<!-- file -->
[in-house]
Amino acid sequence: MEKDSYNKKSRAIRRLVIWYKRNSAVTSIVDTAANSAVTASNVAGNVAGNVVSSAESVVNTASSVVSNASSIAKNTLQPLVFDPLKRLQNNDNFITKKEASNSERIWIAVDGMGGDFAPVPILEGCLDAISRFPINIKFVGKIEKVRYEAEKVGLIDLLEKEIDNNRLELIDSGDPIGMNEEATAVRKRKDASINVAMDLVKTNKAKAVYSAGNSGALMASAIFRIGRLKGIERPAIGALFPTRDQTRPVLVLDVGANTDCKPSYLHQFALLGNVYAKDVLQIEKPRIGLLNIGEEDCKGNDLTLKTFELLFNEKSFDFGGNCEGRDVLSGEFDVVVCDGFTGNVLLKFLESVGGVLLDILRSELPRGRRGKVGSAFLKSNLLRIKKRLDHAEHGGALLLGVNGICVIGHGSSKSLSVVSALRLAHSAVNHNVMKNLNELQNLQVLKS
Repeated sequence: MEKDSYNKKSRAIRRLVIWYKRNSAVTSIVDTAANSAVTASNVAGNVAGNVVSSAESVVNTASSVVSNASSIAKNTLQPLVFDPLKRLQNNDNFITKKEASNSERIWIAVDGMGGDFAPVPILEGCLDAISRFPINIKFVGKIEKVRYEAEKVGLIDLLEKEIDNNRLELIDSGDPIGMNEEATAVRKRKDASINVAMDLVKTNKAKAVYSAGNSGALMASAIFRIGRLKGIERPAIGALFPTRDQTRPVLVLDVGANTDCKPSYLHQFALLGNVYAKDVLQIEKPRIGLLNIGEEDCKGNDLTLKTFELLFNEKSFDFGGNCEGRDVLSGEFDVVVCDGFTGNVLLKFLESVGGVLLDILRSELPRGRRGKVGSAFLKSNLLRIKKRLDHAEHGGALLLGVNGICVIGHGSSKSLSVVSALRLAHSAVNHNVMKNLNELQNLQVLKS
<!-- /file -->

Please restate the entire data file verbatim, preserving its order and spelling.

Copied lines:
[in-house]
Amino acid sequence: MEKDSYNKKSRAIRRLVIWYKRNSAVTSIVDTAANSAVTASNVAGNVAGNVVSSAESVVNTASSVVSNASSIAKNTLQPLVFDPLKRLQNNDNFITKKEASNSERIWIAVDGMGGDFAPVPILEGCLDAISRFPINIKFVGKIEKVRYEAEKVGLIDLLEKEIDNNRLELIDSGDPIGMNEEATAVRKRKDASINVAMDLVKTNKAKAVYSAGNSGALMASAIFRIGRLKGIERPAIGALFPTRDQTRPVLVLDVGANTDCKPSYLHQFALLGNVYAKDVLQIEKPRIGLLNIGEEDCKGNDLTLKTFELLFNEKSFDFGGNCEGRDVLSGEFDVVVCDGFTGNVLLKFLESVGGVLLDILRSELPRGRRGKVGSAFLKSNLLRIKKRLDHAEHGGALLLGVNGICVIGHGSSKSLSVVSALRLAHSAVNHNVMKNLNELQNLQVLKS
Repeated sequence: MEKDSYNKKSRAIRRLVIWYKRNSAVTSIVDTAANSAVTASNVAGNVAGNVVSSAESVVNTASSVVSNASSIAKNTLQPLVFDPLKRLQNNDNFITKKEASNSERIWIAVDGMGGDFAPVPILEGCLDAISRFPINIKFVGKIEKVRYEAEKVGLIDLLEKEIDNNRLELIDSGDPIGMNEEATAVRKRKDASINVAMDLVKTNKAKAVYSAGNSGALMASAIFRIGRLKGIERPAIGALFPTRDQTRPVLVLDVGANTDCKPSYLHQFALLGNVYAKDVLQIEKPRIGLLNIGEEDCKGNDLTLKTFELLFNEKSFDFGGNCEGRDVLSGEFDVVVCDGFTGNVLLKFLESVGGVLLDILRSELPRGRRGKVGSAFLKSNLLRIKKRLDHAEHGGALLLGVNGICVIGHGSSKSLSVVSALRLAHSAVNHNVMKNLNELQNLQVLKS